Sandinista! – The Clash
By Tyler Mandell |Top Tracks: The Magnificent Seven, Police on My Back, Washington Bullets
The Clash are considered one of the defining bands of the 1970s punk rock scene and dad rock playlists everywhere. You still often hear all their major songs on classic rock radio and in period TV shows like Stranger Things. Despite their wide mainstream appeal, their fourth album Sandinista! is still often considered one of the most polarizing albums by a major well-known rock band. Not only due to its crushing length of nearly two-and-a-half hours across 36 songs, but because of its eclectic influences of reggae, dub, and genres entirely new to the band’s repertoire. While its infamous length is hard to justify, I think The Clash’s genre experimentation on the album is entirely justified. They had already been mixing assorted styles as back as their debut, with their punk-infused cover of the reggae song “Police and Thieves”. London Calling, their earlier album commonly considered “the best punk album of all time,” has more ska, reggae, and poppy new wave than traditional punk. If anything, The Clash were more punk in terms of their politics and ideologies rather than their music. Sandinista! is even named after a socialist political party in Nicaragua.
The opener, “The Magnificent Seven”, is my absolute favorite song by the band. It’s a disco rap rock epic with some of their most creative and politically charged lyrics. Everyone involved on the track is firing on all cylinders and I can’t recommend it enough. There are several more songs here that should’ve become larger hits, such as their cover of The Equals’ “Police on My Back” which has a wonderful driving punk energy that’s as good as anything on their debut. I love “Charlie Don’t Surf” which is like the best song that The Police never wrote, mixing new wave and reggae to a perfect summery rock blend. “Somebody Got Murdered” and “Up in Heaven (Not Only Here)” are also highlights from the more post-punk/rock side of the album, with the latter having a jangly quality that predates The Smiths.
In terms of the album’s reggae and Caribbean influences, it’s much more straightforward than London Calling, which mixed its reggae/ska influences with punk. It works well for the most part, mainly because it never seems like an imitation of authentic reggae or too far away from The Clash either. My favorites here are “One More Time” (another perfect mix of punk and reggae), the calypso tinged “Let’s Go Crazy”, the funky politically charged toast “Washington Bullets” (my favorite of these songs, with some of Joe Strummer’s best lyrics), and the surreal soundscape of “Silicone on Sapphire”. Admittedly, some of the reggae songs here are a bit weak, whether they may be questionably produced (“Version Pardner”, “The Crooked Beat”) or too lengthy for their own good (“Broadway”, “The Equalizer”, “If Music Could Talk”). Still, I’ll give them credit for trying to expand their sound, given they improved their skills at straight reggae on Combat Rock two years later.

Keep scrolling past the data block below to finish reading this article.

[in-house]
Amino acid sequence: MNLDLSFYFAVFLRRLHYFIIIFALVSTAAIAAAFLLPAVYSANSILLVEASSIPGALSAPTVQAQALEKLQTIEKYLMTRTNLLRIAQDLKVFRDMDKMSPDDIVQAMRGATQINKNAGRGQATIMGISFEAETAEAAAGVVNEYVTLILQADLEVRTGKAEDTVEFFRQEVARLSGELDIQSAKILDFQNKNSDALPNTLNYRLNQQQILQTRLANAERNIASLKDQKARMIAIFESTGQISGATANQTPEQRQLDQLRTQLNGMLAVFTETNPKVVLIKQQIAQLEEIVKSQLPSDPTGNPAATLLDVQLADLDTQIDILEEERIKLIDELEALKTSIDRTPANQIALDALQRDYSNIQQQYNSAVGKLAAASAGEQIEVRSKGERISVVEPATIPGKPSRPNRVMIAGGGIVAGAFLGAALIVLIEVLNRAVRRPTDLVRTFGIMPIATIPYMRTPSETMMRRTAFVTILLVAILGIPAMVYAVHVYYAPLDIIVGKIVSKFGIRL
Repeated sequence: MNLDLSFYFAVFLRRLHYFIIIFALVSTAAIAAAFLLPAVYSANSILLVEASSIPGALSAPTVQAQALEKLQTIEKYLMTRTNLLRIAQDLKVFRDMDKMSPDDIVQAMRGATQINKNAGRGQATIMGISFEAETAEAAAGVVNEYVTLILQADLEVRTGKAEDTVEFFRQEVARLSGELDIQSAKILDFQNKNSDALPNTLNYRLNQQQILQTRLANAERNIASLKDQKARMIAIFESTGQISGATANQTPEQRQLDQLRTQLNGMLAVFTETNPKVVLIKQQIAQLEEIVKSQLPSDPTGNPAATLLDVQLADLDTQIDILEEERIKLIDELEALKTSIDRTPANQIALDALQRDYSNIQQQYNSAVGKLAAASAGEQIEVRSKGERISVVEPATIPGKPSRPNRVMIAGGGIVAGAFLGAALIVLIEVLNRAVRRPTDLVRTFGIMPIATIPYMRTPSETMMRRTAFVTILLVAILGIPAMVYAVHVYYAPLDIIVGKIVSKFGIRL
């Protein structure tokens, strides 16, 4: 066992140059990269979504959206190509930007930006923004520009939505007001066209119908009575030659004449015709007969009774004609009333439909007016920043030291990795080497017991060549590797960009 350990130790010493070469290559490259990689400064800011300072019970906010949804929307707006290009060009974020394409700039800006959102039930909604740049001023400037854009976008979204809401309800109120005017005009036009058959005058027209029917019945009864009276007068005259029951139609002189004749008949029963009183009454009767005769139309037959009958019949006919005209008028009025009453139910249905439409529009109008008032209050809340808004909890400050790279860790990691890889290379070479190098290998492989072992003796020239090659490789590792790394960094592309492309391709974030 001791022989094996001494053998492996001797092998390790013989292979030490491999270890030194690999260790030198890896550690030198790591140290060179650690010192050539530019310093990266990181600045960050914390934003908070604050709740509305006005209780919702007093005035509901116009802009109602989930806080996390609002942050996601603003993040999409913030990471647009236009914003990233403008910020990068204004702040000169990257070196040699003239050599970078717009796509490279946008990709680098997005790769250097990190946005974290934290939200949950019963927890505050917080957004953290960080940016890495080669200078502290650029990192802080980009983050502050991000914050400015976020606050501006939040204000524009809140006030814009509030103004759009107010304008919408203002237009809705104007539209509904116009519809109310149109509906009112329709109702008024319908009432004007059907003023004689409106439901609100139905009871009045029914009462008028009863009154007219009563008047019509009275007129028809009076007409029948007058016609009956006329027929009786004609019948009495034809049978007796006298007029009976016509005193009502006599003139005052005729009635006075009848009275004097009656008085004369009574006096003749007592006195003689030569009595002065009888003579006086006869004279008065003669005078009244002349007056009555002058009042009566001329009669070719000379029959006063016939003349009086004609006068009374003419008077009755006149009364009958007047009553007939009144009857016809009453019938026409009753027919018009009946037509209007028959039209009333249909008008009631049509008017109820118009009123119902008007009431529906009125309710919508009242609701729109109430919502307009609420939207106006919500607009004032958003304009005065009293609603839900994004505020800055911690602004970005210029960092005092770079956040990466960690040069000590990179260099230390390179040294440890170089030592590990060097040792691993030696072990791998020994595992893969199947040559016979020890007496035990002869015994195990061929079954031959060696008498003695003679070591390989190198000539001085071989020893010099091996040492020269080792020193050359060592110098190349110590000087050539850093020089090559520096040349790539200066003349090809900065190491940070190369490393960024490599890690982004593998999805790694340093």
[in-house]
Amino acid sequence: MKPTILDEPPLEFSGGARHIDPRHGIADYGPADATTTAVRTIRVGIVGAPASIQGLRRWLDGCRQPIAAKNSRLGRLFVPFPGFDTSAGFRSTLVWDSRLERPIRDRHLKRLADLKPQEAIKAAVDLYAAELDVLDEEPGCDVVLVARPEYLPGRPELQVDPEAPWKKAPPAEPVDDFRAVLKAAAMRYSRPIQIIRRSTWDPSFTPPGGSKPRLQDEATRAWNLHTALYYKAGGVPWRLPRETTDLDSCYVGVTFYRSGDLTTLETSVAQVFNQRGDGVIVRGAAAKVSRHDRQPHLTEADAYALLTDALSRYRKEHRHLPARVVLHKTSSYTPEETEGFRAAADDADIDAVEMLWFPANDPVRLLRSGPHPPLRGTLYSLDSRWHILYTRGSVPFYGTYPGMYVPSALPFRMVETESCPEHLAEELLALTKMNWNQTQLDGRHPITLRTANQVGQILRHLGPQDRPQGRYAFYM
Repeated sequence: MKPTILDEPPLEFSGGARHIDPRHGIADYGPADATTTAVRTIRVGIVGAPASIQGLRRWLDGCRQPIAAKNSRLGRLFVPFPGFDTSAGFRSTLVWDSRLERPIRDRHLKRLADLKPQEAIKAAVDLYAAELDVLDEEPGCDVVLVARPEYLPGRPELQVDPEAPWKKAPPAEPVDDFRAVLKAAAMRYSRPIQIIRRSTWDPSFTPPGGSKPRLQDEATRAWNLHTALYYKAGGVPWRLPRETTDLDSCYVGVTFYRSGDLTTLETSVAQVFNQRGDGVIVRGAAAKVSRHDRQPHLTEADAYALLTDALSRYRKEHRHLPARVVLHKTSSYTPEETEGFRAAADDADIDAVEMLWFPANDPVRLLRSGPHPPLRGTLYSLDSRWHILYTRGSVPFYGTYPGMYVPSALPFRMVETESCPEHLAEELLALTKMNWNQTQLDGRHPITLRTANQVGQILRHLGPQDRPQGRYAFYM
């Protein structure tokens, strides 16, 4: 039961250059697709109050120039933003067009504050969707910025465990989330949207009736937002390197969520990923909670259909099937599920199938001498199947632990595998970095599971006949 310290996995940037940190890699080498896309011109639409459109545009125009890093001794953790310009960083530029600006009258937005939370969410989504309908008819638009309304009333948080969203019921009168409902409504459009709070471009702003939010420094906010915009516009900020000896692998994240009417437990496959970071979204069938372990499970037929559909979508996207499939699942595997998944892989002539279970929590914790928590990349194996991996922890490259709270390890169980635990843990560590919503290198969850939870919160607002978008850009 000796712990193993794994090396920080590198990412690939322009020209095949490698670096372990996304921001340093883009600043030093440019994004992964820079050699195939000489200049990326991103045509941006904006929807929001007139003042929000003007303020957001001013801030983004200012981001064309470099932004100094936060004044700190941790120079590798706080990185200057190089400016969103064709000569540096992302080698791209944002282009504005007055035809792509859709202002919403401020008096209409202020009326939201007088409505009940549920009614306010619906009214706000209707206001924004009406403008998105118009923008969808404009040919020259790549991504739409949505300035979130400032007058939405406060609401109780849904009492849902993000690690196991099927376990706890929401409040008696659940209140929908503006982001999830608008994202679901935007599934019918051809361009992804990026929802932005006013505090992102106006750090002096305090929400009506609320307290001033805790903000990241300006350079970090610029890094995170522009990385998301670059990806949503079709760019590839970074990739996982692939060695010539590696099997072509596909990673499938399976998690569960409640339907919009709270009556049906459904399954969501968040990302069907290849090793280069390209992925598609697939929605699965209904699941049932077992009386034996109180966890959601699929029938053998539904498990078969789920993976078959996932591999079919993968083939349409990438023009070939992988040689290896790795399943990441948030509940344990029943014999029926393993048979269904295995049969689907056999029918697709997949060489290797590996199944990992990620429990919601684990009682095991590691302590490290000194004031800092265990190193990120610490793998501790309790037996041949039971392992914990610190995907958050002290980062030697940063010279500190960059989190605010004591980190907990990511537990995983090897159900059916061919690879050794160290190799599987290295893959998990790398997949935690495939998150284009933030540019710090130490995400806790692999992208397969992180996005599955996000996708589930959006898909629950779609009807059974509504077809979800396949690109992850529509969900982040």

The more experimental songs also work surprisingly a lot more than one would expect. “Lose This Skin”, a Celtic punk number, feels a bit out of place with guest vocalist Tymon Dogg, but the strings and vocals here are gorgeous and emotionally affecting. The oddball disco-punk tracks “Ivan Meets G.I. Joe” and “The Call Up” really work despite their strangeness, as well as the infectious gospel inspired “The Sound of Sinners”. However, some of these songs you may have to suspend your disbelief for, considering how little they resemble anything The Clash had done prior. I adored the toe-tapping fun of vintage-R&B songs like “Look Here”, “The Leader”, and Motown nod “Hitsville UK”, yet they can be difficult to recommend for someone not as willing to hear The Clash try something new.
Not all the experimental songs work, such as the serene but underdeveloped “Rebel Waltz” and especially some of the songs towards the end of the record. The band likely saw the obvious similarities between this album and The Beatles’ white album, so they tried a “Revolution 9” in the song “Mensforth Hill” which, unlike the former, feels like weirdness for its own sake as opposed to having a real purpose. And if that song was “Revolution 9”, then “Junkie Slip” after it would be its “Wild Honey Pie”, which has lots of annoying mixing and effects that makes the song hard to stomach. And while cute as a novelty song, their cover of “Career Opportunities” from their first album with two children singing it feels like an in-joke only the band personnel would appreciate.
Despite a few disposable and forgettable songs in the album, it’s still worth a listen for anyone into quirky post-punk and new wave from the early 80s. It’s been often said that Sandinista! would’ve made a much better double or even single album, and while this is true, a large part of the album’s appeal is its overall sprawl and sense of adventurousness. In fact, it might be my favorite album by them alone based on how risky and unconventional it is. Though I understand why so many are polarized by it, especially considering it lacks a breakout radio song like “Train in Vain” or “Rock the Casbah”. Still, it has a large share of highlights, and it further shows why The Clash is one of the best rock bands of all time, even if this album can also have them at their worst.